The Christmas Carol ends that phrase with “Joy”.
The Heidelberg Catechism appears to end it with “Misery”! Or does it?
I’ve been spending a lot of time in this text in recent years — the Heidelberg Catechism is a 16th century summary of the Christian faith, and the most widely used Reformed theological standard worldwide. I served on a national committee of my denomination, the PC(USA), from 2008 to 2012 working to resolve problems with our current translation of it. At the end of that process I wrote a small book on the catechism in the “Being Reformed” adult education curriculum series, inviting the churches to study the proposed new translation as their representative elders prepared to vote on it. Now I’m spending a couple weeks working my way through the catechism with about forty seminary students.
Heidelberg starts out with the most winsome personal question: “What is your only comfort in life and in death?” The answer is Jesus, of course. We are comforted in this troubled life because we belong to Jesus “body and soul, in life and in death.” It is all about comfort in this Catechism — we explore all the main teachings of the Christian faith with a focus on how these things are good news, helpful guidance in our daily living, as we walk with God and serve in the world.
So why, then, after one very comforting question and answer, does Heidelberg say the first big thing I need to know as a Christian is “how great my sin and misery are”? And it doesn’t hold back on the misery. The first of three major sections of the catechism is straightforwardly called “Part 1: Misery”. It includes a pretty blunt assessment of our sin, our guilt, and our broken human nature that results.
First time readers frequently indicate that they would prefer the Christmas carol. Give me “Comfort and joy” any day of the week.
A closer reading shows that misery is not the end of the story. The section on misery is by far the shortest of the three — it is dwarfed by the section on “Deliverance” or the way God solves our miserable situation in Christ, and by the section on “Gratitude” which is how we live out our new relationship to God in Christ.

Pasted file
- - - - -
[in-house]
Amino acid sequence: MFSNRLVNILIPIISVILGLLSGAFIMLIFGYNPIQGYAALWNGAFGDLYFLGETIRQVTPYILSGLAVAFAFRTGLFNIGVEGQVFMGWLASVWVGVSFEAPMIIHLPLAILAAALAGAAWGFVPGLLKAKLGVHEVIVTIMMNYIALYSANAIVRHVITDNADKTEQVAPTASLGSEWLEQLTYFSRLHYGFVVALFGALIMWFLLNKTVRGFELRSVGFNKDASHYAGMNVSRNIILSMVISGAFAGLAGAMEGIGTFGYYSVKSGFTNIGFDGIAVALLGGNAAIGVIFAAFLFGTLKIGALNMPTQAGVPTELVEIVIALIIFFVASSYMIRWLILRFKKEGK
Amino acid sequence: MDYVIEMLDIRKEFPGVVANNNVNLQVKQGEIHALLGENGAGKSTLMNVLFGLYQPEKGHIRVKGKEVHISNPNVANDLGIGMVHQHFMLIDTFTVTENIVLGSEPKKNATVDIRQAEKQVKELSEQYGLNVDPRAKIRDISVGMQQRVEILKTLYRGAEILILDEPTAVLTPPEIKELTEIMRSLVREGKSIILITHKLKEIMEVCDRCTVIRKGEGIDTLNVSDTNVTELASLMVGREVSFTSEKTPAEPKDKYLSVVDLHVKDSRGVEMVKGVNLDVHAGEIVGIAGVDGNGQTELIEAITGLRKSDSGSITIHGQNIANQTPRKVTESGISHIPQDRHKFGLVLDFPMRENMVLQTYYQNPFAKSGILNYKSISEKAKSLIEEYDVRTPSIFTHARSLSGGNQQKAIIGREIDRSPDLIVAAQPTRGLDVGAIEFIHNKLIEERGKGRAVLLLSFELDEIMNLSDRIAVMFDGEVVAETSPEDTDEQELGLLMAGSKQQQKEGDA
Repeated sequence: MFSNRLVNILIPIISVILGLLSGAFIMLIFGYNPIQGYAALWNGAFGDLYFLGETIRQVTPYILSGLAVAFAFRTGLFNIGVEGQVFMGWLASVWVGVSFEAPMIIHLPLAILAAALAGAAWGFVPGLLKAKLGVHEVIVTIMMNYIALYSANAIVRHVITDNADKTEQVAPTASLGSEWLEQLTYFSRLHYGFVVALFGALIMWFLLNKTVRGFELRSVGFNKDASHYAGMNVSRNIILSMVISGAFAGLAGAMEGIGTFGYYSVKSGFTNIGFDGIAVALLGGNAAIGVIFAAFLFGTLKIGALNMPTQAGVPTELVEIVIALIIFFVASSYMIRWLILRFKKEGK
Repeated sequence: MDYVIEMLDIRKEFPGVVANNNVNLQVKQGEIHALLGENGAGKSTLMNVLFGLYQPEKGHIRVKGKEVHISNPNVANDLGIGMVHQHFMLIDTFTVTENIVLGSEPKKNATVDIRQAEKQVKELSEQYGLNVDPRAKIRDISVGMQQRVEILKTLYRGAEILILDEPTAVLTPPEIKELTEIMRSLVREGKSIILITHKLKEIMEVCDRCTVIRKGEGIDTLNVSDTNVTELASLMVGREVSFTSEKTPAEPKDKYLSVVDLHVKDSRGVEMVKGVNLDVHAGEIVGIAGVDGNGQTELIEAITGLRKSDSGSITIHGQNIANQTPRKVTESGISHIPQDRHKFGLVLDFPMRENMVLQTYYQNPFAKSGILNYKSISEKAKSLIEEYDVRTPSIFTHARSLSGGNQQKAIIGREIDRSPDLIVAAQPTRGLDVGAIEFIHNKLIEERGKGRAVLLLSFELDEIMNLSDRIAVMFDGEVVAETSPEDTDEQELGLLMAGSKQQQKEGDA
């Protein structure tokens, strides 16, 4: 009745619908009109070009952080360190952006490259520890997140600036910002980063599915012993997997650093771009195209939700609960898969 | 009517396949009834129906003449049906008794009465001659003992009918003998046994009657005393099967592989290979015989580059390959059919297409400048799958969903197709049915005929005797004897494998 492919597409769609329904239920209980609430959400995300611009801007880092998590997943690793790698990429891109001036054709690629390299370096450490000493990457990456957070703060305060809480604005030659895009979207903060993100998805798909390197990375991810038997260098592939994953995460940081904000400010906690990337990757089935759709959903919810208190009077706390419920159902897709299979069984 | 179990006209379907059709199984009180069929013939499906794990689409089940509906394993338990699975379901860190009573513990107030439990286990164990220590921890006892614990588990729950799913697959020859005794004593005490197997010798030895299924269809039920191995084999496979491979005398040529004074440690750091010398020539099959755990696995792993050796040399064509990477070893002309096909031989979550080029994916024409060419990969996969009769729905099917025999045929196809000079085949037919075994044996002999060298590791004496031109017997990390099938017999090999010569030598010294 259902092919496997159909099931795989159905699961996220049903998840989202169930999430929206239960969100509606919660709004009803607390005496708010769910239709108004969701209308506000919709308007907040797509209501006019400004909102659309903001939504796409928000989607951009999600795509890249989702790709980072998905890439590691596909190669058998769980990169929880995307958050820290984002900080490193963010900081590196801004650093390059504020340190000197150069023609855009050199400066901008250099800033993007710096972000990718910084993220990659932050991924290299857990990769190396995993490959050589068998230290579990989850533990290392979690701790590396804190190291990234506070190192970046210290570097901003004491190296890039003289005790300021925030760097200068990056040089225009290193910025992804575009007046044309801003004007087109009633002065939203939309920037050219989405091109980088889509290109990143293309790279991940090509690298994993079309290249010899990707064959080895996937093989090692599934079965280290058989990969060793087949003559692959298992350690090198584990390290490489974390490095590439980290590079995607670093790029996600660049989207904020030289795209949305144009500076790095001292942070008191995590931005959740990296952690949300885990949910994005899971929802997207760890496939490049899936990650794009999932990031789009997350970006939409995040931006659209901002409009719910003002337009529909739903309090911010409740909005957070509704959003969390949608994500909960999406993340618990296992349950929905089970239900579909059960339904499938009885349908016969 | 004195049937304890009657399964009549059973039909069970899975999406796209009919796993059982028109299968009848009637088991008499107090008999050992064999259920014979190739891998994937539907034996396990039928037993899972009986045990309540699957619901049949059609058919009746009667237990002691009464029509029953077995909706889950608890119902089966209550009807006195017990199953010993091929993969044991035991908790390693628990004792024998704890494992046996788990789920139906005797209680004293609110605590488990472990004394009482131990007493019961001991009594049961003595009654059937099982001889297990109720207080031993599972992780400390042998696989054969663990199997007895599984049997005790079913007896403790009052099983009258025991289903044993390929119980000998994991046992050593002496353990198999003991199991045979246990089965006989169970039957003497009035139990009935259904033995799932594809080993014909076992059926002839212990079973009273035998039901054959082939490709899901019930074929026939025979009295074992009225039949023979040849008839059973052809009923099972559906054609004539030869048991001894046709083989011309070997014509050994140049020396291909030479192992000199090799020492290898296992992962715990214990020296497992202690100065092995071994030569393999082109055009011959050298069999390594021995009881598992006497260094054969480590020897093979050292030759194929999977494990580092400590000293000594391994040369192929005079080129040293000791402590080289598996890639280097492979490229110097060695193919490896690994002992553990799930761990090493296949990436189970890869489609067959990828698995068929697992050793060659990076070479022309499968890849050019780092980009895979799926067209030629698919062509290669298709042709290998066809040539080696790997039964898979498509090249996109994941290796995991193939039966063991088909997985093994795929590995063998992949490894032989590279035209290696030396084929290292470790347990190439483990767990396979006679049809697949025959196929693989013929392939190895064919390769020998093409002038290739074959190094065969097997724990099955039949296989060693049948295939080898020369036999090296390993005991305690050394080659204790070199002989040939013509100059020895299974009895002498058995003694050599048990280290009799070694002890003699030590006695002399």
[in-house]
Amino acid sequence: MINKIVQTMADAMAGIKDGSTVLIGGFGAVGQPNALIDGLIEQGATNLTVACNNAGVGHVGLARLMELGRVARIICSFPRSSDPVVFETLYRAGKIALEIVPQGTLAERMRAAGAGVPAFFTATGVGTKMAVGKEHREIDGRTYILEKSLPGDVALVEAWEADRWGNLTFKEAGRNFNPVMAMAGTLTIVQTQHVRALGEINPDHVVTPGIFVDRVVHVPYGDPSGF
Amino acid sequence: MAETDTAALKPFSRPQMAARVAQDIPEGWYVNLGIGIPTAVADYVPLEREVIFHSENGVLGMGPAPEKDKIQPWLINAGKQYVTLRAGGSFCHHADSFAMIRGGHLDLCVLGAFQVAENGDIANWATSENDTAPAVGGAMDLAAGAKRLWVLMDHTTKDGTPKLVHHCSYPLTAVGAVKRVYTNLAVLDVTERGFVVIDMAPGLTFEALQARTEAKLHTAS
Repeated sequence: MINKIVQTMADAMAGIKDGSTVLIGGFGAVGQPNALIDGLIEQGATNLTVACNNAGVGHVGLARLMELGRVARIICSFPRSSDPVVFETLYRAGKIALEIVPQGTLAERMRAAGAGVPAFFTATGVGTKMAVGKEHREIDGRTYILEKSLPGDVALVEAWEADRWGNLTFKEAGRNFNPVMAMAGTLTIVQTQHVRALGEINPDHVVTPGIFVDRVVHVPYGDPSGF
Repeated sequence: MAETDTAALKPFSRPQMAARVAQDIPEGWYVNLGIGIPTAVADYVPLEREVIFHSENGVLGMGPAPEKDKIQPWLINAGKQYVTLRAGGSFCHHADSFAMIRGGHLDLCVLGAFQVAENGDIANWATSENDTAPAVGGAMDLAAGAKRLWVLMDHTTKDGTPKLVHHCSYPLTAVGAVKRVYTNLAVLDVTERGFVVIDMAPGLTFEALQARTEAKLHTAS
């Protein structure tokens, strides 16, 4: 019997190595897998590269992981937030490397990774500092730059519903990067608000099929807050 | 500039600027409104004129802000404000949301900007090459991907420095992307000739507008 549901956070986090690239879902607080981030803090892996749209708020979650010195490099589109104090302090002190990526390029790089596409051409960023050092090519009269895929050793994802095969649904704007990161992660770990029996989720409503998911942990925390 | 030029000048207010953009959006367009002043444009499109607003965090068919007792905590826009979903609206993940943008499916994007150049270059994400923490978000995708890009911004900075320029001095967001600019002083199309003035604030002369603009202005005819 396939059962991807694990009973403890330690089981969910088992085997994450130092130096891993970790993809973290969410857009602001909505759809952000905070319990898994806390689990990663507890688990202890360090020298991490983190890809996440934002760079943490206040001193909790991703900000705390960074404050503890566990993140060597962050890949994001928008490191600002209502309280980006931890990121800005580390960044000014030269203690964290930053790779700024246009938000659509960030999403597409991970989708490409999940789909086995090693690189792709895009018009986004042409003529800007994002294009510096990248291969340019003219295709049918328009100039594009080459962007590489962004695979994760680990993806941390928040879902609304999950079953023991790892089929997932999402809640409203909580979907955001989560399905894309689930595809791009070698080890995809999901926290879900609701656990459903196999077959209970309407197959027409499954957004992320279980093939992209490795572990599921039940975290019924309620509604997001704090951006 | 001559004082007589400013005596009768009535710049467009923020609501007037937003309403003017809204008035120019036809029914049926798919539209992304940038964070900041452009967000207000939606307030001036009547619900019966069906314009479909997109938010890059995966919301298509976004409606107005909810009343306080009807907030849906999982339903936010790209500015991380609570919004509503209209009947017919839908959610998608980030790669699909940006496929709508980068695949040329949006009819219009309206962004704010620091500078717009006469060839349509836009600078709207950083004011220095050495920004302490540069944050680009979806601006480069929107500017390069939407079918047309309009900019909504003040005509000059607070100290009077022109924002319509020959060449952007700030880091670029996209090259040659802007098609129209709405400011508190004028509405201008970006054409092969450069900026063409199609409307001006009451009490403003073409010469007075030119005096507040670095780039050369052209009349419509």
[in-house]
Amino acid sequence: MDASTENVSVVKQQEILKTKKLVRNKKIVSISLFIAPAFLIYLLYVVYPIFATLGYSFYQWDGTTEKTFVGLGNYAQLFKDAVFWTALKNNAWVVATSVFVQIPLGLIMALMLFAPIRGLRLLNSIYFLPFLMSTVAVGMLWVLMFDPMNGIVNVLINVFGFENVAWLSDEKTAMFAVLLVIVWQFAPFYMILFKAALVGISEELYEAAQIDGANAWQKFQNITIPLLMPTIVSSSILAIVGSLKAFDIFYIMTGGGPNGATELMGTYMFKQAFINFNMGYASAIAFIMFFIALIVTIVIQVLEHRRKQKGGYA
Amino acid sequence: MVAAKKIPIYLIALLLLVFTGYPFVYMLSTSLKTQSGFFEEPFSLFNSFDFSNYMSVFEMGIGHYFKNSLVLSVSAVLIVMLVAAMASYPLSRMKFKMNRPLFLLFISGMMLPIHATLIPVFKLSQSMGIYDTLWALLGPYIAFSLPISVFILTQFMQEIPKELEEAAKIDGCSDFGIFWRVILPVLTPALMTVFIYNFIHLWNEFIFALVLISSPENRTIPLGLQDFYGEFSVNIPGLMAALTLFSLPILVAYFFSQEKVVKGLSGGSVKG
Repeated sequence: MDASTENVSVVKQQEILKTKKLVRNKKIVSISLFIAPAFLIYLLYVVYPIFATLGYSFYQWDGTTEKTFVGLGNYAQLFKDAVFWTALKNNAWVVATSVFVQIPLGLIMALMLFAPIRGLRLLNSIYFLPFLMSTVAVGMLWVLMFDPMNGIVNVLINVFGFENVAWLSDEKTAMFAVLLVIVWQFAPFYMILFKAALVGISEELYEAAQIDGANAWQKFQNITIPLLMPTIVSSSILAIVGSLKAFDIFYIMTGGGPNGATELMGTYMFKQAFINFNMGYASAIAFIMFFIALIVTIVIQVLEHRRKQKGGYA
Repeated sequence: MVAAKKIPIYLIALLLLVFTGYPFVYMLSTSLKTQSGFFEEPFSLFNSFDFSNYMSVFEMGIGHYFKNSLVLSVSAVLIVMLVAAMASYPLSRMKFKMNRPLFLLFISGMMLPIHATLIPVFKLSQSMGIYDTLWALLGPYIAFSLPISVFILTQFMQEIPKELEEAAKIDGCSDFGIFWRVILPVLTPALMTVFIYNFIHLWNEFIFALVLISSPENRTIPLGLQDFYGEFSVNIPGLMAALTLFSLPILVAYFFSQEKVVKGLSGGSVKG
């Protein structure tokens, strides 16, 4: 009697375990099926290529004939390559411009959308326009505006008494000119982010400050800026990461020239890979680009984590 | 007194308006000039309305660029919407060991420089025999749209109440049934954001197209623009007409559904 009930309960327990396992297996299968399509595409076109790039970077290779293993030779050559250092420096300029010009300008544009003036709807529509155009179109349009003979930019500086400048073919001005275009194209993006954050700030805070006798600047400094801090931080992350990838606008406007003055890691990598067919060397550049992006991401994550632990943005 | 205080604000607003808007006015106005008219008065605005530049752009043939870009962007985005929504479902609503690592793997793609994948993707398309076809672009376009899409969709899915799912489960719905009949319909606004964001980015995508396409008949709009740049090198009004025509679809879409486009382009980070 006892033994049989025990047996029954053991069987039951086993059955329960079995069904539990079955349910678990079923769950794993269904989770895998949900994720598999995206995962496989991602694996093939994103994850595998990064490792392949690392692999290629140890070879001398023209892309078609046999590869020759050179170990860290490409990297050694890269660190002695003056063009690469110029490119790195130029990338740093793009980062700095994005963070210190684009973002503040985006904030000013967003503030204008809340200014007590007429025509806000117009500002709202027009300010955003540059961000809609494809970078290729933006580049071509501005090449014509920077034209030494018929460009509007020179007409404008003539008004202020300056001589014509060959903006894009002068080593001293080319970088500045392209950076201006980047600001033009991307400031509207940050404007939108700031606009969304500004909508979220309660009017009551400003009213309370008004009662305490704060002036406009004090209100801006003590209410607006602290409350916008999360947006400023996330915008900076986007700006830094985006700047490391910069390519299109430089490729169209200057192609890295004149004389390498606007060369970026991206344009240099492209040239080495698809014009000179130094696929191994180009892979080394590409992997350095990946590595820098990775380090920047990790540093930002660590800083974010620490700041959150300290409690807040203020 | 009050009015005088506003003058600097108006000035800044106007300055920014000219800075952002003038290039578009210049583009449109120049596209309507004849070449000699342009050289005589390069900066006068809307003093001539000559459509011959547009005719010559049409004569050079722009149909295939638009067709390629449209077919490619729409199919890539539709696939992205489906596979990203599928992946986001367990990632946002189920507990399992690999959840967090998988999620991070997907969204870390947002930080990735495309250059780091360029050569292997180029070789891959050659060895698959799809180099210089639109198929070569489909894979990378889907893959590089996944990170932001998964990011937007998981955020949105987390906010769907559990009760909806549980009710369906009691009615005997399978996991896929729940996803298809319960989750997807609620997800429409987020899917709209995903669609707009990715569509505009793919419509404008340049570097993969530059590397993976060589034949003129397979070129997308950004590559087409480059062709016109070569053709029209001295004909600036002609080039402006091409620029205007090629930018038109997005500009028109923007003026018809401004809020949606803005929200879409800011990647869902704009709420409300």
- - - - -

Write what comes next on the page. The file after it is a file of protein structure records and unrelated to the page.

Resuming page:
For the Heidelberg Catechism, in order to get a clear sense of how great the deliverance is, you need to know what we are being delivered from.
It is counter-cultural to say so, but following the Catechism’s lead and taking a good hard look at our lives is worth doing. And it will probably start us out with a bit of misery. We have loved God with something less than all our heart, soul, mind, and strength. We have loved our neighbor with something less than the kind of compassion and patience and generosity we show ourselves.
These are not just two commandments by which we are judged guilty. These two commandments describe the actual source of joy in life. We were created by God to live with every fibre of our being spent in the contemplation and love and service of God — and only if we do so will be be living in what Augustine would call the blessed, or happy life.
If we are able to notice our lack of the blessed life — our misery, in Heidelberg’s term — then, we can see in full contrast the wonder of being delivered by Christ. And we can begin to live in gratitude day by day and minute by minute.
I’m curious: How do you draw “comfort” from your own faith? How do you think “misery” can be a helpful step on the journey?